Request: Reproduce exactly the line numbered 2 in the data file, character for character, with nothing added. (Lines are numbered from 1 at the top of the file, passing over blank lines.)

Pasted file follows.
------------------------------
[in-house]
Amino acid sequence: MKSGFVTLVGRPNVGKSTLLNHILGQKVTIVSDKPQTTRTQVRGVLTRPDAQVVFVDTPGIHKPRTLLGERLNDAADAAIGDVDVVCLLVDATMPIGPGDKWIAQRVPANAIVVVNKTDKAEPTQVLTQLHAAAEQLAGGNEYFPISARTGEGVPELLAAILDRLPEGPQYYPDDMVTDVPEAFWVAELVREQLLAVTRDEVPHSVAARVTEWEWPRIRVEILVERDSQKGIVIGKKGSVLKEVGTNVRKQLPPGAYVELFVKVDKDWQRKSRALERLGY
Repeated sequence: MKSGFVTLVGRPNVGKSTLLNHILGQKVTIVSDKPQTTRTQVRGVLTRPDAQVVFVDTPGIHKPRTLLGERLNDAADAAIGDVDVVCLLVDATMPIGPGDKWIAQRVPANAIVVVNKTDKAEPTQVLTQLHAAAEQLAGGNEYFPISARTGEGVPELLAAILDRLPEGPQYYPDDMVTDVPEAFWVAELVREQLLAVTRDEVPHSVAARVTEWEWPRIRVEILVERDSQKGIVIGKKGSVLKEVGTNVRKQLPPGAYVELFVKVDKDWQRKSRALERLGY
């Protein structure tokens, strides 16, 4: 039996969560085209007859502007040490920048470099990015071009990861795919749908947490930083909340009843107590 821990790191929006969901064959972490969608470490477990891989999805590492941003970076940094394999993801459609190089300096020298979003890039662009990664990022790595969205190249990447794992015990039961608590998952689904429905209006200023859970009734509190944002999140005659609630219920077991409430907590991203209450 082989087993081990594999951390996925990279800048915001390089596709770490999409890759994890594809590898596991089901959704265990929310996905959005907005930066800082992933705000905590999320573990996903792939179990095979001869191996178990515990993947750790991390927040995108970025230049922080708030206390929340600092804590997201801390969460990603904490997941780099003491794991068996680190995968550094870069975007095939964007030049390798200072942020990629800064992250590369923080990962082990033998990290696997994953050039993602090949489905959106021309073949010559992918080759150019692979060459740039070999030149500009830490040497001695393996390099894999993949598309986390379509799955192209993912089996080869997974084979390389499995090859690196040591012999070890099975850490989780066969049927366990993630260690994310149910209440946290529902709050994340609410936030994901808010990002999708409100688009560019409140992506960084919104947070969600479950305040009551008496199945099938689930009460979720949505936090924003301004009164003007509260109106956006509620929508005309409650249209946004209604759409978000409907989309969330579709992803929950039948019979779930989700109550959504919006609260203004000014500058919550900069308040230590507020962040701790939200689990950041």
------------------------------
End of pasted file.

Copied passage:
Amino acid sequence: MKSGFVTLVGRPNVGKSTLLNHILGQKVTIVSDKPQTTRTQVRGVLTRPDAQVVFVDTPGIHKPRTLLGERLNDAADAAIGDVDVVCLLVDATMPIGPGDKWIAQRVPANAIVVVNKTDKAEPTQVLTQLHAAAEQLAGGNEYFPISARTGEGVPELLAAILDRLPEGPQYYPDDMVTDVPEAFWVAELVREQLLAVTRDEVPHSVAARVTEWEWPRIRVEILVERDSQKGIVIGKKGSVLKEVGTNVRKQLPPGAYVELFVKVDKDWQRKSRALERLGY